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Sunderland Manager Paolo Di Canio Says He Does Not Support the Ideology of Fascism

Sunderland manager Paolo Di Canio says he does not support the ideology of fascism.

In a statement released on the club website, Di Canio finally set the record straight on his political beliefs.

“I am not political, I do not affiliate myself to any organisation, I am not a racist and I do not support the ideology of fascism. I respect everyone.

“I feel that I should not have to continually justify myself to people who do not understand this, however I will say one thing only – I am not the man that some people like to portray.”

Paolo Di Canio’s appointment by Sunderland as their new manager to replace Martin O’Neill generated controversy regarding a 2005 remark that Di Canio made admitting he was a fascist. Despite repeated attempts, Di Canio and the club refused to answer the question whether Di Canio still held the belief.

On Monday, when Sunderland made an official club statement regarding the controversy, the club stated that “Neither Sunderland AFC, nor Paolo Di Canio, will make any further comment on this matter.” Thankfully they’ve come to their senses to address the PR nightmare head-on instead of trying to ignore the question.

“I am a football man and this and my family are my focus.  Now I will speak only of football.”

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  1. trickybrkn

    April 4, 2013 at 8:42 am

    As a West Ham supporter, and a person who loved watching DiCanio play… I can understand if my objectivity is questioned. That said, DiCanio has always been a passionate man, loved the clubs he played for, and grew up supporting. Lazio is know as Mussolini’s team. Supported by a group called the Ultras who do hold ‘fashionable’ fascist beliefs. And by that, I mean, they are young loyal fans who would call themselves Marxist it it was the mantra. Tottenham fans call themselves “Yids”, yet many are not Jewish, and I’d venture that many don’t have a Jewish relative in their families. Yet… Real Madrid was the team of Franco… and to this day the history of Franco’s attempt to kill anything Catalan, still in the bedrock of the Rivalry between Real and Barca. So DiCanio played into a dirty part of a club’s history. So he didn’t see the big picture… He has always found ways to redeem himself. Going from near blacklisted as a player to winning sportsman of the year, after putting to touch a sure goal after an injury. The one thing that we can count one coming from Sunderland, is passion, and a manager who will speak the truth as he sees it. And we will see if he has truly matured…

  2. Kevan

    April 4, 2013 at 4:37 am

    This was never an issue while he was at Swindon. Why is the media acting crazy over it now?

    • The Gaffer

      April 4, 2013 at 8:57 am

      Because Sunderland is a Premier League club that are on television in front of millions of people every week.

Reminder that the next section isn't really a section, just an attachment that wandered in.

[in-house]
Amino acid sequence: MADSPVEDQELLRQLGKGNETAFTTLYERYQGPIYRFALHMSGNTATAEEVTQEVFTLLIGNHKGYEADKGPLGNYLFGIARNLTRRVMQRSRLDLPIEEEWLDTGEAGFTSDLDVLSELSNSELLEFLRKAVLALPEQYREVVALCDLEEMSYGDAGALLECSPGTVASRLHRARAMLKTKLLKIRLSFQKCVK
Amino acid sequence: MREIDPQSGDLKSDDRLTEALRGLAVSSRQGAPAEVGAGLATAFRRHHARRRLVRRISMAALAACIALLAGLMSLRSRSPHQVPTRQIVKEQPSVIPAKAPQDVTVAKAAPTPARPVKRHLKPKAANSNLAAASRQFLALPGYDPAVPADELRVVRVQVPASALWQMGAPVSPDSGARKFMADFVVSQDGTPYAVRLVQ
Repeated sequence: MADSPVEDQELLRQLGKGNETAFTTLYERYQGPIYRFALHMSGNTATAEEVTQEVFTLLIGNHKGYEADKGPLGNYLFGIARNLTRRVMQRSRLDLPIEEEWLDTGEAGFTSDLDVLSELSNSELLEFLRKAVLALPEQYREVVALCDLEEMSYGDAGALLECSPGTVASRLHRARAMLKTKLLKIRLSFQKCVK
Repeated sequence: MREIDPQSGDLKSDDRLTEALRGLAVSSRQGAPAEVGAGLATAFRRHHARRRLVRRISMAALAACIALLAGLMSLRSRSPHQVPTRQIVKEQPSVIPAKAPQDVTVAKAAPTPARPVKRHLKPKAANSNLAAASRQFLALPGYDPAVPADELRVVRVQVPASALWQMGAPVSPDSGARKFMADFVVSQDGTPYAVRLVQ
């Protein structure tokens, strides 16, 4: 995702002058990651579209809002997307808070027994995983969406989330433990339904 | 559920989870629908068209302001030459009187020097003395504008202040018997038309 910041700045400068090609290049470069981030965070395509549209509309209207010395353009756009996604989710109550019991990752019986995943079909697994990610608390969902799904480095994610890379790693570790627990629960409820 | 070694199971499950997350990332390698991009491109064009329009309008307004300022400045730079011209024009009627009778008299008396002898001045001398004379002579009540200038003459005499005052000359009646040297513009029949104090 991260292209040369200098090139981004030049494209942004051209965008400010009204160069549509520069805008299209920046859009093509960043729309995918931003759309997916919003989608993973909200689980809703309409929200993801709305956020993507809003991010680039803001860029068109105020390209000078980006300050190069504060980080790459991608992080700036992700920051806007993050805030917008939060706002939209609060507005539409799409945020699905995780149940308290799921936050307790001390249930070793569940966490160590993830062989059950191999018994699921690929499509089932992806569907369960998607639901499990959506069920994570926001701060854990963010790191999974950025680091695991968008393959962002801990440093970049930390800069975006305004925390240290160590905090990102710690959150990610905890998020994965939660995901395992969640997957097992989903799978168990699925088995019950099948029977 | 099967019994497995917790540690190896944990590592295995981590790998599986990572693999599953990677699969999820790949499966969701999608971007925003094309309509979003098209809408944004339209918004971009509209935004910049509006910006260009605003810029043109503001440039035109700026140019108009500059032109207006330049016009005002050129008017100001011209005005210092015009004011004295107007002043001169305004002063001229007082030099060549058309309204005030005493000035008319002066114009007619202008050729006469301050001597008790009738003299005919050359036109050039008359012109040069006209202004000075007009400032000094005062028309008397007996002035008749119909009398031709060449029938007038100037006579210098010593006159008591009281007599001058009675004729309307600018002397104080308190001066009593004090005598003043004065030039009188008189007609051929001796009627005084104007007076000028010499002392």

The Gaffer

      • Scrumper

        April 4, 2013 at 9:27 am

        Millions? Sunderland? I don’t think Sunderland are going to turn out in a all black strip with only white players saluting before the game anytime soon. It appears to me the only interested party is the media (and some daft vicar) who love setting somebody up then eagerly await to draw their daggers if they fail.

        • The Gaffer

          April 4, 2013 at 9:39 am

          That’s not true. Several organizations — including Kick Out Racism, a local university and union, as well as club supporters — questioned his appointment.

          The Gaffer

  3. Smokey Bacon

    April 3, 2013 at 7:12 pm

    Now that this issue is concluded, the papers can move on to the next story……A very public falling out between the manager and the players. The Scum probably already has the story ready to print!

  4. Harry Cee

    April 3, 2013 at 2:53 pm

    Sunderland should have address this by not hiring someone who possibly may have issues when racial and sociopolitical misbehaving is running rampant in the sport right now. It’s like they put a sign on their back saying “Kick me”

  5. sucka99

    April 3, 2013 at 1:52 pm

    He should have addressed this in the Sky Sports interview. Better yet, Sky should have addressed it.

  6. Marc L

    April 3, 2013 at 1:01 pm

    Hey Sunderland, ever heard of this thing they call “due diligence.” Or, even “google?”

    Because I myself would kind of want to avoid associating with the sort of fellow has to backtrack on previous reported comments that he was actually a Fascist.

    Good grief. I definitely hope Sunderland goes down now.

    And as for DiCanio, what, did SS Lazio not have any openings on the coaching staff?

  7. Dave

    April 3, 2013 at 12:54 pm

    Did anyone expect him to say otherwise? Especially with all the publicity it generated and I’m sure Sunderland must have told him to respond despite the fact that when he had the opportunity at his press conference he refused to say he did not support fascism.

    Anyway, let’s move on and see how he does as a manager in the EPL.

  8. Steve

    April 3, 2013 at 12:49 pm

    I hope this is the last article about Di Canio and fascism. Too many articles about politics.

  9. Sammy

    April 3, 2013 at 12:27 pm

    Well, so it looks like he’s changed his mind then.

  10. Gareth

    April 3, 2013 at 11:24 am

    The way that the club has mishandled this entire thing — from the sacking of Martin O’Neill to the appointment of Di Canio, and especially the PR idiocy that has resulted — is completely Amateur Hour.

    Relegation is probably for the best.

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